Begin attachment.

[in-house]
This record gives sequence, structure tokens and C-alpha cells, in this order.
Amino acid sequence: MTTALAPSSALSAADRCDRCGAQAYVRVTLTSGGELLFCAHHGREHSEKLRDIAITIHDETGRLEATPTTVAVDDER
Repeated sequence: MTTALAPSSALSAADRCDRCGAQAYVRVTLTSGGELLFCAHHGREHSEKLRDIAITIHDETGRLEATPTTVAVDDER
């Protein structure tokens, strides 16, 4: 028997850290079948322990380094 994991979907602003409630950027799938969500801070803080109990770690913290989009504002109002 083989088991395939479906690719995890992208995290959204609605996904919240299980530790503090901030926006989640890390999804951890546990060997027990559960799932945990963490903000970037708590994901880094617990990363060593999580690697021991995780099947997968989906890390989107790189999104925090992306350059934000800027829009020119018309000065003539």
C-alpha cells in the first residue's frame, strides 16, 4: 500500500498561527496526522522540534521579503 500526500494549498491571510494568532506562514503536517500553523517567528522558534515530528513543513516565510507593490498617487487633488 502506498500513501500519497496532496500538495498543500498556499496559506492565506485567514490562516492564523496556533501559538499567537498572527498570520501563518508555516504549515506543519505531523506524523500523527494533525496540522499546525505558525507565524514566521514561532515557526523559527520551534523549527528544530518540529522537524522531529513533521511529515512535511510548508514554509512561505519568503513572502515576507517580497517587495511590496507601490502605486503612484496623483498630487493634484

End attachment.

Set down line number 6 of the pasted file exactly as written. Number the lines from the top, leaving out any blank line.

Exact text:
C-alpha cells in the first residue's frame, strides 16, 4: 500500500498561527496526522522540534521579503 500526500494549498491571510494568532506562514503536517500553523517567528522558534515530528513543513516565510507593490498617487487633488 502506498500513501500519497496532496500538495498543500498556499496559506492565506485567514490562516492564523496556533501559538499567537498572527498570520501563518508555516504549515506543519505531523506524523500523527494533525496540522499546525505558525507565524514566521514561532515557526523559527520551534523549527528544530518540529522537524522531529513533521511529515512535511510548508514554509512561505519568503513572502515576507517580497517587495511590496507601490502605486503612484496623483498630487493634484